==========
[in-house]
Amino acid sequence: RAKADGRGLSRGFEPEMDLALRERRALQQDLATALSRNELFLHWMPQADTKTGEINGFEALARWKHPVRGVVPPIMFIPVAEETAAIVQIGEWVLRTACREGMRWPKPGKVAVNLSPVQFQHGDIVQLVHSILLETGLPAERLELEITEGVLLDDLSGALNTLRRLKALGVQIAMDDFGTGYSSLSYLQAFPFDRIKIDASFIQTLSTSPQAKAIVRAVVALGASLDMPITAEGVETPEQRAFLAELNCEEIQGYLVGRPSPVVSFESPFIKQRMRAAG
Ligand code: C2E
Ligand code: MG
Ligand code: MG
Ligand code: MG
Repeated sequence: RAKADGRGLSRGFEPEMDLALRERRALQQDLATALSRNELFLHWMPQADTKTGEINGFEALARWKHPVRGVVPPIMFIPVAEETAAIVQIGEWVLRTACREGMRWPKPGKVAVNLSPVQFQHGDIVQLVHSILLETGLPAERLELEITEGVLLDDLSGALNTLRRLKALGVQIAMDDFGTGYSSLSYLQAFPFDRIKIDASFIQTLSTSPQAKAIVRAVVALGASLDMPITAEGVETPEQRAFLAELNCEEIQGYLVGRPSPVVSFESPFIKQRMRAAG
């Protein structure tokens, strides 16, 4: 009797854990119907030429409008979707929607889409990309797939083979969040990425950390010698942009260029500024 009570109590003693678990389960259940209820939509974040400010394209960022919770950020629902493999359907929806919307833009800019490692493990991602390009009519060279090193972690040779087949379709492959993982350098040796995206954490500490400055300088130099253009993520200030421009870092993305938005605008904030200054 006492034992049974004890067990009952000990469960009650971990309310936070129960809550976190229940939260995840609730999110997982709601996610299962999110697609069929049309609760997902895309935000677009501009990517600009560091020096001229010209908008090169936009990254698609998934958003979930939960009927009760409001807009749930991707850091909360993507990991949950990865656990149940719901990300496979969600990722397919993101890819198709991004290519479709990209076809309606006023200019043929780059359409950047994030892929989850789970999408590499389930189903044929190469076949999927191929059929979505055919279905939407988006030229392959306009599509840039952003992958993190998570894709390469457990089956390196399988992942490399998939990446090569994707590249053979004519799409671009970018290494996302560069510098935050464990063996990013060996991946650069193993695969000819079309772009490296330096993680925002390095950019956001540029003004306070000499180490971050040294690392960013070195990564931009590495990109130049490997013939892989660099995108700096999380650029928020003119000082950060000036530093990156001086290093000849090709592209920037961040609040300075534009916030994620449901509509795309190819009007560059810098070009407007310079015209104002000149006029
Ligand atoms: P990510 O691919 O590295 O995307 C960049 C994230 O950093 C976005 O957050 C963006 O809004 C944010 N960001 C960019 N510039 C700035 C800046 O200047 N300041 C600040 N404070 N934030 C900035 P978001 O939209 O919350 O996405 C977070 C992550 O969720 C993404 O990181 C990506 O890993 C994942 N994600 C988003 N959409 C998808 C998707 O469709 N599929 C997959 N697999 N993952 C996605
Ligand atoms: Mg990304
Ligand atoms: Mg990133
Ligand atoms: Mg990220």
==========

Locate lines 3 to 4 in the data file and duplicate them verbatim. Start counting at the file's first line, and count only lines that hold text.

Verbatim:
Ligand code: C2E
Ligand code: MG